<matplotlib.axes._subplots.AxesSubplot at 0x10653cfd0>
  10. Divide users into 30 groups by age and view the histogram of age distribution.
    users.age.hist(bins=30, title="Distribution of users' ages", xlabel='age', ylabel='count of users')
    <matplotlib.axes._subplots.AxesSubplot at 0x10667a510>
  11. Join the three tables and save them as a new table.
    movies = DataFrame(o.get_table('pyodps_ml_100k_movies'))
    ratings = DataFrame(o.get_table('pyodps_ml_100k_ratings'))
    
    o.delete_table('pyodps_ml_100k_lens', if_exists=True)
    lens = movies.join(ratings).join(users).persist('pyodps_ml_100k_lens')
    
    lens.dtypes
    odps.Schema {
      movie_id                            int64
      title                               string
      release_date                        string
      video_release_date                  string
      imdb_url                            string
      user_id                             int64
      rating                              int64
      unix_timestamp                      int64
      age                                 int64
      sex                                 string
      occupation                          string
      zip_code                            string
    }
  12. Divide users aged 0 to 80 into eight age groups.
    labels = ['0-9', '10-19', '20-29', '30-39', '40-49', '50-59', '60-69', '70-79']
     cut_lens = lens[lens, lens.age.cut(range(0, 81, 10), right=False, labels=labels).rename('age_group')]
  13. View the first 10 ages each with only one user, as well as their age groups.
    cut_lens['age_group', 'age'].distinct()[:10]
       age_group  age
    0       0-9    7
    1     10-19   10
    2     10-19   11
    3     10-19   13
    4     10-19   14
    5     10-19   15
    6     10-19   16
    7     10-19   17
    8     10-19   18
    9     10-19   19
  14. View the total rating and average rating of users in each age group.
    cut_lens.groupby('age_group').agg(cut_lens.rating.count().rename('total_rating'), cut_lens.rating.mean().rename('avg_rating'))
         age_group  avg_rating  total_rating
    0       0-9  3.767442        43
    1     10-19  3.486126      8181
    2     20-29  3.467333     39535
    3     30-39  3.554444     25696
    4     40-49  3.591772     15021
    5     50-59  3.635800      8704
    6     60-69  3.648875      2623
    7     70-79  3.649746       197

Use DataFrame to process data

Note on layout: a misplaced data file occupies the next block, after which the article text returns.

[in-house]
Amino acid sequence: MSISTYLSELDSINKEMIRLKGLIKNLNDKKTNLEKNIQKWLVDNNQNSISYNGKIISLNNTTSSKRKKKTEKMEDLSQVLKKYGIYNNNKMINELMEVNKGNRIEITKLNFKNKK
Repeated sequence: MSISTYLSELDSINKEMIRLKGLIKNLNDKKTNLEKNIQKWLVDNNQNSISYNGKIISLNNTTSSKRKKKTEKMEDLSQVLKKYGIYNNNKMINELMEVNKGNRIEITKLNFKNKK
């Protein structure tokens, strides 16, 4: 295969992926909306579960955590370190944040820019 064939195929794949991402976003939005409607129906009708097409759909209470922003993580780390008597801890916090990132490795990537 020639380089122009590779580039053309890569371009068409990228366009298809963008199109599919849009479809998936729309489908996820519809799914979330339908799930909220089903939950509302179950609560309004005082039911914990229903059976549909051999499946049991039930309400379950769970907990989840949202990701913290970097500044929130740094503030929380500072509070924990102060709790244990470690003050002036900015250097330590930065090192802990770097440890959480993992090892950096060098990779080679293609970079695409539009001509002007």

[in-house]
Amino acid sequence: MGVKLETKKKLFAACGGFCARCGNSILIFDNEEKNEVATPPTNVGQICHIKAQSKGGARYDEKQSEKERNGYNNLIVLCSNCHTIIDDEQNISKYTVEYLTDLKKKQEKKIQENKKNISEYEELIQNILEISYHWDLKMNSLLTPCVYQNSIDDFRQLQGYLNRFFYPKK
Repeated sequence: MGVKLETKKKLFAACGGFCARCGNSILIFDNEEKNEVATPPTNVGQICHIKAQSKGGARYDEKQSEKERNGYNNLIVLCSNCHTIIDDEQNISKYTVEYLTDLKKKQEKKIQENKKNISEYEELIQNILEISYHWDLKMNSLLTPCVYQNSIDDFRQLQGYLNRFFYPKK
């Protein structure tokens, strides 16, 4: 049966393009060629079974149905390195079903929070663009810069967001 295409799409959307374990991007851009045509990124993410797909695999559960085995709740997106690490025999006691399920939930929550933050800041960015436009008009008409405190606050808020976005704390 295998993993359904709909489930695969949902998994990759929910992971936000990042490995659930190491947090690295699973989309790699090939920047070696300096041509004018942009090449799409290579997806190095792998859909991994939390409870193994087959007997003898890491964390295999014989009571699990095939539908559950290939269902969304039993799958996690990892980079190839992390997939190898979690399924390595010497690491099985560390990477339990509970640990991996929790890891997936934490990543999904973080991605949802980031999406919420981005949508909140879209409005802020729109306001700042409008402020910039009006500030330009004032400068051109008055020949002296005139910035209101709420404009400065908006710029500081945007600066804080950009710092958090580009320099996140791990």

Before you perform the following steps, download the Iris dataset and save the file to your computer as sample data. A DataWorks PyODPS node is used in this example. For more information, see PyODPS node.

  1. Create a test data table.
    Use the table management feature of DataWorks to create a table. Then, click DDL mode.Execute the following statement to generate a table structure:
    CREATE TABLE pyodps_iris (
        sepallength double COMMENT 'sepallength(cm)',
        sepalwidth double COMMENT 'sepalwidth(cm)',
        petallength double COMMENT 'petallength(cm)',
        petalwidth double COMMENT 'petalwidth(cm)',
        name string COMMENT 'name'
    ) ;
  2. Upload test data.
    Click Import data.Enter the table name, upload the downloaded dataset, and then click Next.Select Match by location and click Import Data.
  3. Create a PyODPS node to store and run code.
  4. Enter the code and click the Run icon. You can view the result in the Run Log section in the lower pane.Code details:
    from odps.df import DataFrame
    from odps.df import output
    iris = DataFrame(o.get_table('pyodps_iris')) # Create the DataFrame object iris from the MaxCompute table.
    print iris.head(10)
    print iris.sepallength.head(5) # Display part of the iris content.
    
    # Use a UDF to calculate the sum of two columns of iris.
    print iris.apply(lambda row: row.sepallength + row.sepalwidth, axis=1, reduce=True, types='float').rename('sepaladd').head(3)
    
    # Specify the name and type of the output field for the UDF.
    @output(['iris_add', 'iris_sub'], ['float', 'float'])
    def handle(row):
    # Use the yield keyword to return multiple rows of results.
        yield row.sepallength - row.sepalwidth,row.sepallength + row.sepalwidth
        yield row.petallength - row.petalwidth,row.petallength + row.petalwidth
    # Display the results of the first five rows. axis=1 indicates that the axis of the column extends horizontally.
    print iris.apply(handle,axis=1).head(5)